Camus - The OutsiderThe Outsider by Albert Camus 

Meursault is different. He will not lie. He will not pretend. He is true to himself. So when his mother dies and he is unmoved, he refuses to do the proper thing and grieve. Returning to Algiers after the funeral, he carries on life as usual until he becomes involved in a violent murder. 










Breakfast at Tiffany’s by Truman Capote

Book cover imageIt's New York in the 1940s, where the martinis flow from cocktail hour till breakfast at Tiffany's. And nice girls don't, except, of course, for Holly Golightly: glittering socialite traveller, generally upwards, sometimes sideways and once in a while - down. Pursued by to Salvatore 'Sally' Tomato, the Mafia sugar-daddy doing life in Sing Sing and 'Rusty' Trawler, the blue-chinned, cuff-shooting millionaire man about women about town, Holly is a fragile eyeful of tawny hair and turned-up nose, a heart-breaker, a perplexer, a traveller, a tease.










The Tailor and Ansty by Eric Cross

Book cover imageA classic of modern Irish literature, the stories of the tailor and his irrepressible wife Ansty. The Tailor never travelled further than Scotland, yet the breadth of the world could not contains the wealth of his humour and fantasy. All human life is here - marriages, inquests, matchmaking, wakes; and always the Tailor, his wife and their black cow.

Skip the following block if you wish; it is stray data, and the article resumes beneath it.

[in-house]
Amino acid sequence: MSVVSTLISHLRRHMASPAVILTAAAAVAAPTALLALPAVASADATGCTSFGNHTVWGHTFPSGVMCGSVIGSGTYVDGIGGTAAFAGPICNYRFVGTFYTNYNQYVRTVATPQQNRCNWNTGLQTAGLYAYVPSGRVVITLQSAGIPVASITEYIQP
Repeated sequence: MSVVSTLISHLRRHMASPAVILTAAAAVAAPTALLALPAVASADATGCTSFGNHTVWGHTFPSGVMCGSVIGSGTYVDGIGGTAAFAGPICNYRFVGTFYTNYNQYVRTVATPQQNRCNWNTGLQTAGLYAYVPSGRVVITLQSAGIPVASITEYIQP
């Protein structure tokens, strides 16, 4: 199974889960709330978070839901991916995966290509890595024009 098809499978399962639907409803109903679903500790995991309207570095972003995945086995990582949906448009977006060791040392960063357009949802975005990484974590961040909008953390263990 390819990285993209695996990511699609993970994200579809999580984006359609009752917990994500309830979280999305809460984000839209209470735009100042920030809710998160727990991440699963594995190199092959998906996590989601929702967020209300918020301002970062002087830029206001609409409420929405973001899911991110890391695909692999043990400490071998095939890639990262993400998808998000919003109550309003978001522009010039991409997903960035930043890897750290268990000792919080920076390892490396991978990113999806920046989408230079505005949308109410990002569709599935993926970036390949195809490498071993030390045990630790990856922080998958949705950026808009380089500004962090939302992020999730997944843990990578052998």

Sweetland by Michael Crummey 


For twelve generations, the inhabitants of a remote island in Newfoundland have lived and died together. Now, in the second decade of the 21st century, they are facing resettlement. They have been offered a generous compensation. Moses Sweetland resists the coercion of family and friends in order to hold onto the only place he's ever called home. 








Homer and Langley Homer and Langley by E.L. Doctorow  

Brilliant brothers Langley and Homer Collyer are born into bourgeois New York comfort, their home a mansion on upper Fifth Avenue, their future rosy. But before he is out of his teens Homer begins to lose his sight, Langley returns from the war with his lungs seared by gas, and when both of their parents die, they seem perilously ill-equipped to deal with the new era.